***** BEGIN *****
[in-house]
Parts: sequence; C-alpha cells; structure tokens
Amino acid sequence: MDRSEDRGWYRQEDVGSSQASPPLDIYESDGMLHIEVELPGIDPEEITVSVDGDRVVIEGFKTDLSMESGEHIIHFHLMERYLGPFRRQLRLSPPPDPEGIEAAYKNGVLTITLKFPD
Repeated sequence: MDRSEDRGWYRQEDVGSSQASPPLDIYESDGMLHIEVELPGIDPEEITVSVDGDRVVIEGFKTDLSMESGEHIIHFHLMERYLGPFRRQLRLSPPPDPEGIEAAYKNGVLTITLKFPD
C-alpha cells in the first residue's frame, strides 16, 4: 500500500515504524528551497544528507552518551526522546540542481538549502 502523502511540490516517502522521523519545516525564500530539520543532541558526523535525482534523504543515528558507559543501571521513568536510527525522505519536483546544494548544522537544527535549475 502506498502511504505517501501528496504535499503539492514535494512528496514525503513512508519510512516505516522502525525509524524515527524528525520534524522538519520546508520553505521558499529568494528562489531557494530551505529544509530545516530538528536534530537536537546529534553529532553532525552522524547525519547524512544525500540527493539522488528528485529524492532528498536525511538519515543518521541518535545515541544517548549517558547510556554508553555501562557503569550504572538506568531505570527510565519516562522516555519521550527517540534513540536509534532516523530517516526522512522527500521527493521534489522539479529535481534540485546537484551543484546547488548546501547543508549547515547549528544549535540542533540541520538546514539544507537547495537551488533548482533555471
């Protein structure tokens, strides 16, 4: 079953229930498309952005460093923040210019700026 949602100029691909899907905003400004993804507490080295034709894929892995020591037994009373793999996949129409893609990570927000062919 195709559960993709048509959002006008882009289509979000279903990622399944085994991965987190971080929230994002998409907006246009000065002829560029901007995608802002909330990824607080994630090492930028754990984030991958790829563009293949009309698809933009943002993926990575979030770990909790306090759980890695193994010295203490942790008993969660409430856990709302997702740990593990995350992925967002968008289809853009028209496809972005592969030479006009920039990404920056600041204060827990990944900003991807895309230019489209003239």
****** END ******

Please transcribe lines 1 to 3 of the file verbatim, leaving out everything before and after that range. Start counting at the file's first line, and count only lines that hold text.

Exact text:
[in-house]
Parts: sequence; C-alpha cells; structure tokens
Amino acid sequence: MDRSEDRGWYRQEDVGSSQASPPLDIYESDGMLHIEVELPGIDPEEITVSVDGDRVVIEGFKTDLSMESGEHIIHFHLMERYLGPFRRQLRLSPPPDPEGIEAAYKNGVLTITLKFPD